Tuesday, March 29, 2011

PETA calls for a new translation of the Bible that doesn't use "it" to refer to an animal

People for the Ethical Treatment of Animals (PETA)'s vice president says:

"Language matters. Calling an animal 'it' denies them something . . . They are beloved by God. They glorify God."
Well, if you're going to make a proposal, it should be specific and practicable. That's a truism: a proposal is something that can actually be put into practice. Even if everyone agreed that "it" is not ideal, it's far from clear what could replace "it":
David Berger, the dean of Yeshiva University’s Bernard Revel graduate school of Jewish studies, said making the shift in English PETA is requesting would be difficult given the nature of ancient Hebrew.

“In Hebrew all nouns are gender-specific. So the noun for chair is masculine and the noun for earth is feminine. There’s simply no such thing as a neutral noun," Berger told CNN. “It’s unusual to have a noun that would indicate the sex of the animal.”

“In Proverbs it says, 'Look at the ant oh lazy person. See its ways,' " Berger said, quoting the English transition from the book of Proverbs. "In Hebrew it’s 'see her ways.' That's because the word for ant in Hebrew happens to be female. It’s not intended to exclude male ants as far as I know. It’s just an accident the Hebrew word happens to be feminine.”

He said that verse and many others are not intended to single out one sex or the other of the animals.

"It’s a little bit misleading given the fact in English the gender of the pronoun means something. It refers to the masculinity of the person or the animal that’s being referred to. In Hebrew in most cases its just sort of an accident of the masculine or feminine of the pronoun to which it referred," Berger said.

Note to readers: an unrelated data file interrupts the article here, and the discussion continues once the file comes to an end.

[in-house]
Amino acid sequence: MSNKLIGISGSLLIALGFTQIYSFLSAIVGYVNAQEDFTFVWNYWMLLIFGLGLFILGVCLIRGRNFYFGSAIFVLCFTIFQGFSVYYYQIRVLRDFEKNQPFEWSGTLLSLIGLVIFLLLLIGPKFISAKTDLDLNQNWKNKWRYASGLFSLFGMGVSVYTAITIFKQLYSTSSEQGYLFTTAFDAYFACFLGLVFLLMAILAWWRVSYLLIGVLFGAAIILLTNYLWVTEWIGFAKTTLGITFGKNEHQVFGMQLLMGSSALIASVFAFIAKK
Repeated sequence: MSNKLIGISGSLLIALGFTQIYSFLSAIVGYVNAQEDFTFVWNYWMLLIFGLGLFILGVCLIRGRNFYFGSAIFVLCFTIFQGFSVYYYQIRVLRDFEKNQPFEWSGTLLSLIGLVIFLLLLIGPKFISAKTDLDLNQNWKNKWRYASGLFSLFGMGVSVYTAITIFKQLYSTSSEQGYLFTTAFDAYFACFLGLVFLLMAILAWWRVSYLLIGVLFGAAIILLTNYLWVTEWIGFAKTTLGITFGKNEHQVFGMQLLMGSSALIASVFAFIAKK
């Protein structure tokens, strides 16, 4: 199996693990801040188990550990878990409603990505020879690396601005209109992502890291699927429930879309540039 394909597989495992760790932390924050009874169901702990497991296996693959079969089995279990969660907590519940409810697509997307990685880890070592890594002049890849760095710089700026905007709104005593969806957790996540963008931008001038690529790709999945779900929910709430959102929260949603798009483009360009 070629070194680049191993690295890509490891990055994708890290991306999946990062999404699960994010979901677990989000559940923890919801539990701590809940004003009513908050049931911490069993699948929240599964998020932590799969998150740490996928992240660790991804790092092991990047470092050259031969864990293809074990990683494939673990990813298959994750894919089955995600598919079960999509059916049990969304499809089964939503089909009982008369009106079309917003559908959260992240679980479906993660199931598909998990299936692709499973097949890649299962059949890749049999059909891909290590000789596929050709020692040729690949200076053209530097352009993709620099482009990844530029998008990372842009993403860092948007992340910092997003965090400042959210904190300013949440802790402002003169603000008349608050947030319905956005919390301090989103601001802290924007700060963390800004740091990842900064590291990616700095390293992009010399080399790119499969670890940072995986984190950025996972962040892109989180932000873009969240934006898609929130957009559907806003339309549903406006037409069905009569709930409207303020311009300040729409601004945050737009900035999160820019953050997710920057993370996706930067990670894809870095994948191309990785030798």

David Lyle Jeffrey, a distinguished professor of literature and the humanities at Baylor University, teaches about ancient texts and the Bible's relationship to literature and the arts.

“I agree with their contention that God cares for all of creation," Jeffrey said. "It is true that we have a responsibility to reflect that affection.

"In gender-inclusive Bible translation the generic terms for humankind, let's say, are then replaced with an emphasis on he or she. Instead of the generic he, you say he and she. I don’t quite see how that would work with animals," Jeffery said.

"Do we need to know the gender of the lion Samson slew? What would it give us there?" he said. "You could try to specify that, but you would be doing so entirely inventively if you did. It's not in the original language. ... Nothing is made of it in the story." . . .

"When you get to the point when you say, 'Don’t say it, say he or she' when the text doesn’t, you’re both screwing up the text and missing the main point you addressed."
Aside from all that, I have another problem with PETA's campaign. I agree with the principle behind what PETA is saying, and I support the essential mission of PETA itself. But I often find the way they implement their mission to be highly unfortunate, and I don't see why they thought this was a good move.

Vegetarians, vegans, and animal-rights activists are already perceived as left-wing radicals who are out of sync with mainstream American culture. So, what does PETA choose as a target? The Bible! The folks at PETA might be vegetarians, but they have a cannibalistic tendency to feed off of the weaknesses of their own kind.


Grobstein said...

Doesn't the Bible describe / address non-gender-specified humans throughout the text? English doesn't really have an elegant way of doing that, either -- it's subject to the same problems that the experts flag for animals.

There's an interesting passage (chapter?) in Steve Wise's "Rattling the Cage" about the treatment of animals in the Hebrew Bible. He actually fingers the Bible as a major cause of the attitudes that lead to the treatment of animals as things (which seems somewhat implausible to me). But he's writing about content rather than language, as I recall. Google Books link.

John0 Juanderlust said...

I've been a non-carnivore all my life. I think PETA is mostly nuts. This issue is more of their performance theater of the absurd.
I support Ted Nugent; both the hunting lifestyle, and his conservation work. Just because I don't eat something doesn't make me left wing or concerned with what others ingest--as long as it isn't me or mine.
Thought I'd clear that up. You can't put everyone in a political box based on diet. Those people radical (PETA) are misanthropes, much like most groups who can't live and let live in a reasonable way.
I always wonder how they view the omnivores of the world, like bears, and the predators like lions and wolves.
Like the animals referenced in the Bible give a damn what they are called..